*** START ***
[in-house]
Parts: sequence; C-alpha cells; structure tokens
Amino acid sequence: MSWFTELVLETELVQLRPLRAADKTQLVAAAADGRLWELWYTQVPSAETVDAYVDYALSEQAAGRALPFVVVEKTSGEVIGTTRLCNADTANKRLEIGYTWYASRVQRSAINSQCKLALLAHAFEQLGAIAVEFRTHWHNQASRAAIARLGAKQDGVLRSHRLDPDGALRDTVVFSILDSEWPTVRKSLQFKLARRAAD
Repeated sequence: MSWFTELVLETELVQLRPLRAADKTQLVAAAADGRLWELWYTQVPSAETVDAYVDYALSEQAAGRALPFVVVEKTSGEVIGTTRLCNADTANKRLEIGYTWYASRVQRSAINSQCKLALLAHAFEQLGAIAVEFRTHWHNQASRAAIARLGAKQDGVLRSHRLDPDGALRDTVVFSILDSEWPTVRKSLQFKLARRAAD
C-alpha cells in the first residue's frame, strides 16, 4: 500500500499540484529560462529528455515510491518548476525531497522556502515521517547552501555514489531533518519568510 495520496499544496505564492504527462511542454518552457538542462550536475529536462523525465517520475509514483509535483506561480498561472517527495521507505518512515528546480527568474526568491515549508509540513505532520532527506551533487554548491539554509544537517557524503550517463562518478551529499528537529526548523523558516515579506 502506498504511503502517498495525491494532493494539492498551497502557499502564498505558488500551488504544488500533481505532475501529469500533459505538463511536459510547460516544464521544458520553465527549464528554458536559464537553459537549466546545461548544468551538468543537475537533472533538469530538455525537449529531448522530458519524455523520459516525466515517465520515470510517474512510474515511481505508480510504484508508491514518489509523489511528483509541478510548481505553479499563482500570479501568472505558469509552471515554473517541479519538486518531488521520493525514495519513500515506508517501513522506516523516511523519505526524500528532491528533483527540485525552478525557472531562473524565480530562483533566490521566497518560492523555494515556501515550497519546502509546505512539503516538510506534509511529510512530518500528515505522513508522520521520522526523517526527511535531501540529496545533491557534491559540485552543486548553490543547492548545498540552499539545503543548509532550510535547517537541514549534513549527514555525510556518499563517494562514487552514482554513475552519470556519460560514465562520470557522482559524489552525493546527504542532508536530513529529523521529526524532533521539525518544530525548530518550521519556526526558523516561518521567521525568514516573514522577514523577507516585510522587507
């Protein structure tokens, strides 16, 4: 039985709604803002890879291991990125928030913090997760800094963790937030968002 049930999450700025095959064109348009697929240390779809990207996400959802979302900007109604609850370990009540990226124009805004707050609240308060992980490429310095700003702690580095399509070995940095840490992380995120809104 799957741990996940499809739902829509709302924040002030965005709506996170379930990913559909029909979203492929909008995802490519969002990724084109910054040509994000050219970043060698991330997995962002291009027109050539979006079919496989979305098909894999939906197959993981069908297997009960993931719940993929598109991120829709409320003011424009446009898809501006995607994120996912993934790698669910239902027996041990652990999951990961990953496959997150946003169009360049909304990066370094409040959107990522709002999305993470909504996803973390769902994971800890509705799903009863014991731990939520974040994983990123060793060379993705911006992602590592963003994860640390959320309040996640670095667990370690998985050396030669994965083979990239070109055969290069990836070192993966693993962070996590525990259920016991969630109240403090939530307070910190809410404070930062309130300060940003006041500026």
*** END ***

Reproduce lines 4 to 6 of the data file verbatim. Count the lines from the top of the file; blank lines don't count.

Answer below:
Repeated sequence: MSWFTELVLETELVQLRPLRAADKTQLVAAAADGRLWELWYTQVPSAETVDAYVDYALSEQAAGRALPFVVVEKTSGEVIGTTRLCNADTANKRLEIGYTWYASRVQRSAINSQCKLALLAHAFEQLGAIAVEFRTHWHNQASRAAIARLGAKQDGVLRSHRLDPDGALRDTVVFSILDSEWPTVRKSLQFKLARRAAD
C-alpha cells in the first residue's frame, strides 16, 4: 500500500499540484529560462529528455515510491518548476525531497522556502515521517547552501555514489531533518519568510 495520496499544496505564492504527462511542454518552457538542462550536475529536462523525465517520475509514483509535483506561480498561472517527495521507505518512515528546480527568474526568491515549508509540513505532520532527506551533487554548491539554509544537517557524503550517463562518478551529499528537529526548523523558516515579506 502506498504511503502517498495525491494532493494539492498551497502557499502564498505558488500551488504544488500533481505532475501529469500533459505538463511536459510547460516544464521544458520553465527549464528554458536559464537553459537549466546545461548544468551538468543537475537533472533538469530538455525537449529531448522530458519524455523520459516525466515517465520515470510517474512510474515511481505508480510504484508508491514518489509523489511528483509541478510548481505553479499563482500570479501568472505558469509552471515554473517541479519538486518531488521520493525514495519513500515506508517501513522506516523516511523519505526524500528532491528533483527540485525552478525557472531562473524565480530562483533566490521566497518560492523555494515556501515550497519546502509546505512539503516538510506534509511529510512530518500528515505522513508522520521520522526523517526527511535531501540529496545533491557534491559540485552543486548553490543547492548545498540552499539545503543548509532550510535547517537541514549534513549527514555525510556518499563517494562514487552514482554513475552519470556519460560514465562520470557522482559524489552525493546527504542532508536530513529529523521529526524532533521539525518544530525548530518550521519556526526558523516561518521567521525568514516573514522577514523577507516585510522587507
């Protein structure tokens, strides 16, 4: 039985709604803002890879291991990125928030913090997760800094963790937030968002 049930999450700025095959064109348009697929240390779809990207996400959802979302900007109604609850370990009540990226124009805004707050609240308060992980490429310095700003702690580095399509070995940095840490992380995120809104 799957741990996940499809739902829509709302924040002030965005709506996170379930990913559909029909979203492929909008995802490519969002990724084109910054040509994000050219970043060698991330997995962002291009027109050539979006079919496989979305098909894999939906197959993981069908297997009960993931719940993929598109991120829709409320003011424009446009898809501006995607994120996912993934790698669910239902027996041990652990999951990961990953496959997150946003169009360049909304990066370094409040959107990522709002999305993470909504996803973390769902994971800890509705799903009863014991731990939520974040994983990123060793060379993705911006992602590592963003994860640390959320309040996640670095667990370690998985050396030669994965083979990239070109055969290069990836070192993966693993962070996590525990259920016991969630109240403090939530307070910190809410404070930062309130300060940003006041500026």